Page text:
This is a guest post from Penny Bryant Catterall, a Professional Organizer in the Washington DC area. I read her describe her receipt workflow on a NAPO mailing list, and begged her to share it with you.
As a paperless devotee, business owner, and office organizer, I have clients who want to know what I do with all those bits of paper that seem to flow in endlessly and drive us crazy – otherwise known as receipts. Yet many of these receipts need to be kept in some kind of organized format if you are running your own business and need them for IRS back up. So here is what I do.
First, I shred all my personal receipts for groceries, dry cleaning, gas, movie tickets, meals, and other consumables. I often decline getting a receipt in the first place if given the option by the sales clerk, or have it sent to me by email if possible. I figure I most likely am not going to return any of these kinds of items and certainly don’t need this information for tax reasons. And if I ever do have to return groceries, the stores have never given me a hard time about bringing something back without a receipt.
For personal receipts for items that I may want to return (clothing, household goods, etc.), I have a Post-It Wall Pocket right over my desk that I pop receipts into, so I can easily access them if I need to. After a month or so, if I haven’t returned the item and know I am going to keep it, I shred the receipt. Receipts for big ticket items such as furniture, artwork, electronics, and household goods get scanned with my trusty Fujitsu ScanSnap and put into a folder on my Dropbox account called Receipts, with subcategory folders for each type of receipt. This way, the receipts stay intact (have you noticed how receipts fade so quickly?) and can be found easily in case of insurance, warranty or other needs.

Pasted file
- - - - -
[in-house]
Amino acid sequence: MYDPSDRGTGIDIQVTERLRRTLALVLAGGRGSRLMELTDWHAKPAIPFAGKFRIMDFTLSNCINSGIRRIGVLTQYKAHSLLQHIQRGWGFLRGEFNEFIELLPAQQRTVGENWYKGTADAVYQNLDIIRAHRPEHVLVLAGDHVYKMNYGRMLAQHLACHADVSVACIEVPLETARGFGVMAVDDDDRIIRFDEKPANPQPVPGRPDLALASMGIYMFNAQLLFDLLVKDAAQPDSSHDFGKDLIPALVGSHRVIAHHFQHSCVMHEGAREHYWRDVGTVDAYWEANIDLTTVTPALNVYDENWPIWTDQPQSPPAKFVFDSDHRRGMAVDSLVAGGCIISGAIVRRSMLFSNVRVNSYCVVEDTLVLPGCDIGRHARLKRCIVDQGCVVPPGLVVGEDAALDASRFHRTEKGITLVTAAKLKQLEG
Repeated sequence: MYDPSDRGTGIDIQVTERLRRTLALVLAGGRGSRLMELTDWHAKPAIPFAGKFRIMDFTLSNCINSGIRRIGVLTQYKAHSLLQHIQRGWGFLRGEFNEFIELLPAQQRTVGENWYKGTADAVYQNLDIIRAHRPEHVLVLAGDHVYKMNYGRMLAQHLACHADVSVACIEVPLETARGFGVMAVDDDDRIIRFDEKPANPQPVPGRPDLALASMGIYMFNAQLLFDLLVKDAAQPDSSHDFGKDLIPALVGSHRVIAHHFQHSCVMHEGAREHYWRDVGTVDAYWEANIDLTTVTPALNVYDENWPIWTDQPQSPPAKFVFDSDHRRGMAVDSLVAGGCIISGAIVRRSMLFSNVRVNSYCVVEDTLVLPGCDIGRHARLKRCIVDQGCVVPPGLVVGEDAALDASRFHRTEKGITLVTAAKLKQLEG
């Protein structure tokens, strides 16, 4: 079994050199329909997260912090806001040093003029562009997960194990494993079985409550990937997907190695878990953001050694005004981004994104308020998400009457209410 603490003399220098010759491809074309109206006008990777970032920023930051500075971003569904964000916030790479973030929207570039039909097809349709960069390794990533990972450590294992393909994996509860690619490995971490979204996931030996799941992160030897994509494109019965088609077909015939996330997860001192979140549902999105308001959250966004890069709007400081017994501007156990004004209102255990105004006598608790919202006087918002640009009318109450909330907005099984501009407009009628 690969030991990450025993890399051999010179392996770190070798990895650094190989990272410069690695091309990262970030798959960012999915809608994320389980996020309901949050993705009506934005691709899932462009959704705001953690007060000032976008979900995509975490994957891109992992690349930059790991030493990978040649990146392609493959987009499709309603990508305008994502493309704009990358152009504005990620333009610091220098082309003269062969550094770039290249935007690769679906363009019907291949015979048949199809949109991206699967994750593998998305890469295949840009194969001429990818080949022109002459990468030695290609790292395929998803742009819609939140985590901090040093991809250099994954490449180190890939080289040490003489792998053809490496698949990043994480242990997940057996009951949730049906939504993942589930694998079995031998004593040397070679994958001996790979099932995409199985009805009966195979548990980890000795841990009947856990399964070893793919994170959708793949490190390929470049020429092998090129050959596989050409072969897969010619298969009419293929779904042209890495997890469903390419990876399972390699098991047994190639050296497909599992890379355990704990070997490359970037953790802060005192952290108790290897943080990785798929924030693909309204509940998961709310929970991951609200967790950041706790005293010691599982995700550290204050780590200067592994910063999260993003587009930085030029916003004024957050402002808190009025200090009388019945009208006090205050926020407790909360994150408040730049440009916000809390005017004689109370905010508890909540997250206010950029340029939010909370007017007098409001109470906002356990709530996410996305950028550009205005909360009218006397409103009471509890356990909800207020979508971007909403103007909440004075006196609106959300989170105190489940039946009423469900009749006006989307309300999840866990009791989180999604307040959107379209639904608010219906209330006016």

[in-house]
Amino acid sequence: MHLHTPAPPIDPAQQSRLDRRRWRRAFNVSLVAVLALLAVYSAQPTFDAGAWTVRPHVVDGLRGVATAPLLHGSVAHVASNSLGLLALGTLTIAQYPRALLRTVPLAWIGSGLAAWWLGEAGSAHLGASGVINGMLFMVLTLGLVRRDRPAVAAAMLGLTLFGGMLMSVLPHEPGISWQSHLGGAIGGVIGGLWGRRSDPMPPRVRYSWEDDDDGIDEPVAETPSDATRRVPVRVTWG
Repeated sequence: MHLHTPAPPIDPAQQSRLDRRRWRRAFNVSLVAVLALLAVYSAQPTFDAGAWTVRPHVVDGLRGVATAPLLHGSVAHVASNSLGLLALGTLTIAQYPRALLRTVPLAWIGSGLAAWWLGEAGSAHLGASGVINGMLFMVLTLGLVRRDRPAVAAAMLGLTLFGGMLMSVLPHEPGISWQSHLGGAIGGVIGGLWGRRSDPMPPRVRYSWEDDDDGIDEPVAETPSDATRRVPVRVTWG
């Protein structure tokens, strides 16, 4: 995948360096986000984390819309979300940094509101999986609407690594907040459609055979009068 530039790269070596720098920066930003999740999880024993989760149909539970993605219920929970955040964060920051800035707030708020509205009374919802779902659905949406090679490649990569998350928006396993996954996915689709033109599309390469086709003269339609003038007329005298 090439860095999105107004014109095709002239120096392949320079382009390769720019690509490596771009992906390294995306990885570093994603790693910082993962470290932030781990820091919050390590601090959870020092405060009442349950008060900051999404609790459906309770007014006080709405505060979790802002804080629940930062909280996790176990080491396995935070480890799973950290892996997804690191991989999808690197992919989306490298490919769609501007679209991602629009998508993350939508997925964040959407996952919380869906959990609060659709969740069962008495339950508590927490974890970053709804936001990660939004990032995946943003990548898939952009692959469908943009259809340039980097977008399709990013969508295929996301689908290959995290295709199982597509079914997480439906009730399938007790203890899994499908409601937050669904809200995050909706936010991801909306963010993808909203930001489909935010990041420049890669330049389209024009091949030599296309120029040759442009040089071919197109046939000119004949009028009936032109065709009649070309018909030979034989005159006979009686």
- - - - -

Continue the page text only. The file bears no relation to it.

For my business, I scan all my receipts with my Fujitsu ScanSnap once a week on my admin day and put them in a Dropbox folder called Business Expenses (by year). Within each yearly folder I have category folders for all my expenses according to how the IRS labels them, including Advertising, Supplies, Meals & Entertainment, Communications, etc. I make sure to name each receipt with the name of the store and the date of the purchase (e.g. ContainerStore7.13.13) so I can save it to the appropriate category folder and find it quickly if I need to. I then immediately shred the receipts for items I know I can’t or won’t be returning, such as meals or other consumables, as the IRS is perfectly willing to accept scanned images as backup. I put the other receipts in another Post-It Wall Pocket for a month or so and then shred them (remember, they’ve already been scanned into the appropriate Dropbox folder) after I’m sure the products won’t be returned. If I get a receipt sent to me by email for online purchases, I save it as a PDF directly into the appropriate folder, rather than printing and then scanning it.
I also use a great online program called Outright.com in conjunction with my Dropbox scans to keep track of my business income and expenses. Outright links securely to my business credit card and bank accounts, automatically downloads any business transactions I make, and then categorizes them for tax purposes. It now also has a great feature allowing you to attach a scanned receipt directly to the appropriate transaction, making it even easier to find.
Receipts don’t have to run your life. Just show them who’s boss by not letting them in the door in the first place, or scanning them and filing them electronically!
Thanks Penny! This is great. I like those wall pockets. I also like the concept of having a set day to do scanning/processing. That’s an awesome tip. If you have any questions for Penny and her workflow, reach out to her or leave a comment here and I’ll make sure it gets answered.